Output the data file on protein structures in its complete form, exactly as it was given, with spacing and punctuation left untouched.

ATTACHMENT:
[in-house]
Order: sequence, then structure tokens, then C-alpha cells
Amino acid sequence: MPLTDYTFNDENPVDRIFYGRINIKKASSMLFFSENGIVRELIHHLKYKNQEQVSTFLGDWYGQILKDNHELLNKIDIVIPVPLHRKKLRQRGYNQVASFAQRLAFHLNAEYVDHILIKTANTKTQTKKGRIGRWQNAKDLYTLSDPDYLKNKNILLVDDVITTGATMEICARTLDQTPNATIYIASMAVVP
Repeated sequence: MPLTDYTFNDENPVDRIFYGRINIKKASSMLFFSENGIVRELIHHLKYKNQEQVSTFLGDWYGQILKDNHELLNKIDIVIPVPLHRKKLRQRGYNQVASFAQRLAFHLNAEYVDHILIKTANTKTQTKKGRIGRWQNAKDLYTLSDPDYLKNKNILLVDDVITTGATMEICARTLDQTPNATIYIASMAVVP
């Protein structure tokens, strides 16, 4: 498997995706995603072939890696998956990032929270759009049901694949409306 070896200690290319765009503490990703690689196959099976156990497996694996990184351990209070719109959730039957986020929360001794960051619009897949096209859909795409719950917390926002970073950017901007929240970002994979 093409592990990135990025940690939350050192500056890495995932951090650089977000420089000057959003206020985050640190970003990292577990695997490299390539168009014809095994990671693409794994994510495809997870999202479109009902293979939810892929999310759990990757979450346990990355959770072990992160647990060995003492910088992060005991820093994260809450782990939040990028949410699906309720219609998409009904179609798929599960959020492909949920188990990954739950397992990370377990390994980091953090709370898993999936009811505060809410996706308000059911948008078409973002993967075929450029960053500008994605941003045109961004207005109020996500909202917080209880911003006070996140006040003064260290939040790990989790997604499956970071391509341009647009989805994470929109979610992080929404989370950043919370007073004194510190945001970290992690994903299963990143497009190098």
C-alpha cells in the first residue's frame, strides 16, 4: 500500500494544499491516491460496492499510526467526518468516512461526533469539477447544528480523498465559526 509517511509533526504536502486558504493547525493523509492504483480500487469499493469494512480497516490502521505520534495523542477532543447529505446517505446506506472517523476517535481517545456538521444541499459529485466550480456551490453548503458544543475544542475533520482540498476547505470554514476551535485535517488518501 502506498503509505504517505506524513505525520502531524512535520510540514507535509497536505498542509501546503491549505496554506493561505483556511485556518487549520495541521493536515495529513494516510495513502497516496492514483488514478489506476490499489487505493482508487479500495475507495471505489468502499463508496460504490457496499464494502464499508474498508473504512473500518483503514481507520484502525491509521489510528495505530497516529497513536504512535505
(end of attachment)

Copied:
[in-house]
Order: sequence, then structure tokens, then C-alpha cells
Amino acid sequence: MPLTDYTFNDENPVDRIFYGRINIKKASSMLFFSENGIVRELIHHLKYKNQEQVSTFLGDWYGQILKDNHELLNKIDIVIPVPLHRKKLRQRGYNQVASFAQRLAFHLNAEYVDHILIKTANTKTQTKKGRIGRWQNAKDLYTLSDPDYLKNKNILLVDDVITTGATMEICARTLDQTPNATIYIASMAVVP
Repeated sequence: MPLTDYTFNDENPVDRIFYGRINIKKASSMLFFSENGIVRELIHHLKYKNQEQVSTFLGDWYGQILKDNHELLNKIDIVIPVPLHRKKLRQRGYNQVASFAQRLAFHLNAEYVDHILIKTANTKTQTKKGRIGRWQNAKDLYTLSDPDYLKNKNILLVDDVITTGATMEICARTLDQTPNATIYIASMAVVP
């Protein structure tokens, strides 16, 4: 498997995706995603072939890696998956990032929270759009049901694949409306 070896200690290319765009503490990703690689196959099976156990497996694996990184351990209070719109959730039957986020929360001794960051619009897949096209859909795409719950917390926002970073950017901007929240970002994979 093409592990990135990025940690939350050192500056890495995932951090650089977000420089000057959003206020985050640190970003990292577990695997490299390539168009014809095994990671693409794994994510495809997870999202479109009902293979939810892929999310759990990757979450346990990355959770072990992160647990060995003492910088992060005991820093994260809450782990939040990028949410699906309720219609998409009904179609798929599960959020492909949920188990990954739950397992990370377990390994980091953090709370898993999936009811505060809410996706308000059911948008078409973002993967075929450029960053500008994605941003045109961004207005109020996500909202917080209880911003006070996140006040003064260290939040790990989790997604499956970071391509341009647009989805994470929109979610992080929404989370950043919370007073004194510190945001970290992690994903299963990143497009190098």
C-alpha cells in the first residue's frame, strides 16, 4: 500500500494544499491516491460496492499510526467526518468516512461526533469539477447544528480523498465559526 509517511509533526504536502486558504493547525493523509492504483480500487469499493469494512480497516490502521505520534495523542477532543447529505446517505446506506472517523476517535481517545456538521444541499459529485466550480456551490453548503458544543475544542475533520482540498476547505470554514476551535485535517488518501 502506498503509505504517505506524513505525520502531524512535520510540514507535509497536505498542509501546503491549505496554506493561505483556511485556518487549520495541521493536515495529513494516510495513502497516496492514483488514478489506476490499489487505493482508487479500495475507495471505489468502499463508496460504490457496499464494502464499508474498508473504512473500518483503514481507520484502525491509521489510528495505530497516529497513536504512535505